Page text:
According to this cubs.com article, Dale Sveum (and the rest of us) will learn of his status for 2014 soon:
Dale Sveum is signed for next season, but the Cubs manager and his coaching staff are expected to find out their status for 2014 on Monday in meetings with Theo Epstein, president of baseball operations.
And with the Yankees now eliminated from postseason competition for only the second time since 1995, Joe Girardi will be a free-agent manager as of Monday. I think most of us here would be quite happy if Sveum were replaced by Girardi, as that would send a statement in quite a number of different ways.
The question I want you to consider revolves around this. After sweeping the Giants in San Francisco in July, the Cubs were 48-55; many of us thought the team could possibly make a run at the .500 mark. Obviously, that didn't happen; the Cubs are 18-38 since that sweep, the worst record in the National League since then (and only 1½ games better than the Astros since then).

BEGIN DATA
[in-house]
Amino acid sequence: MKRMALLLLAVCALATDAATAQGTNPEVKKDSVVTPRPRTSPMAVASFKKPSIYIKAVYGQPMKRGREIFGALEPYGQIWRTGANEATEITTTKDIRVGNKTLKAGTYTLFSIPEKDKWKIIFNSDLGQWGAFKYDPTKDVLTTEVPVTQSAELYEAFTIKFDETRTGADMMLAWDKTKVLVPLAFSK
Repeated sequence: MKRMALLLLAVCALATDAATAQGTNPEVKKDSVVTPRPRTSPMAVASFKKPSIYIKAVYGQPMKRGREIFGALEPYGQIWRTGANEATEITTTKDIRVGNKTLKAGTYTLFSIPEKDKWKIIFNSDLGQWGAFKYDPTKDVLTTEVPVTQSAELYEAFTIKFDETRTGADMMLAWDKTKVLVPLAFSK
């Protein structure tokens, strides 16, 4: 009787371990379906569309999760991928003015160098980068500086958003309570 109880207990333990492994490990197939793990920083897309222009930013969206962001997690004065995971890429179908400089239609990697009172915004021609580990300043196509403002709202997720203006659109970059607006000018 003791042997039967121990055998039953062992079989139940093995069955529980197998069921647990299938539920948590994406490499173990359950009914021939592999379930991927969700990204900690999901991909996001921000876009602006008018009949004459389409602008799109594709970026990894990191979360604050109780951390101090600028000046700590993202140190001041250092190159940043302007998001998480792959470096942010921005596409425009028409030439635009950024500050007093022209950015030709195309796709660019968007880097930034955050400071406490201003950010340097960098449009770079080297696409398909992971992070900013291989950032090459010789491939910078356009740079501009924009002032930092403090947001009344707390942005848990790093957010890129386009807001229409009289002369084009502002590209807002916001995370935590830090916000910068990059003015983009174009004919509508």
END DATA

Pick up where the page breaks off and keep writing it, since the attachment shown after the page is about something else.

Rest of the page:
Let's say, for the sake of discussion, that Joe Girardi had been the Cubs' manager at the start of 2013, with exactly the same roster that Dale Sveum had to begin the season, and exactly the same roster moves the Cubs made up to that sweep in San Francisco (that would include both the Matt Garza and Alfonso Soriano trades; both were completed before the SF series began).
Would Girardi have been able to guide this year's Cubs to a better record than Dale Sveum did? If so, why?
If your answer is "yes" (and mine is), then it's really a no-brainer, in my view; you bring Girardi here no matter the cost, if he'll have the job.
Managers don't generally affect more than a handful of games a year, positively or negatively. The results are produced by the players. Yet a manager can, by lineup selection, bullpen moves or setting a general tone, can improve an otherwise-bad team. Girardi has done that, I think, with this year's Yankees, who really shouldn't have been anywhere close to contention.
Would like your thoughts on this concept, and how you think Girardi would have handled the 2013 Cubs, exactly as they were constituted.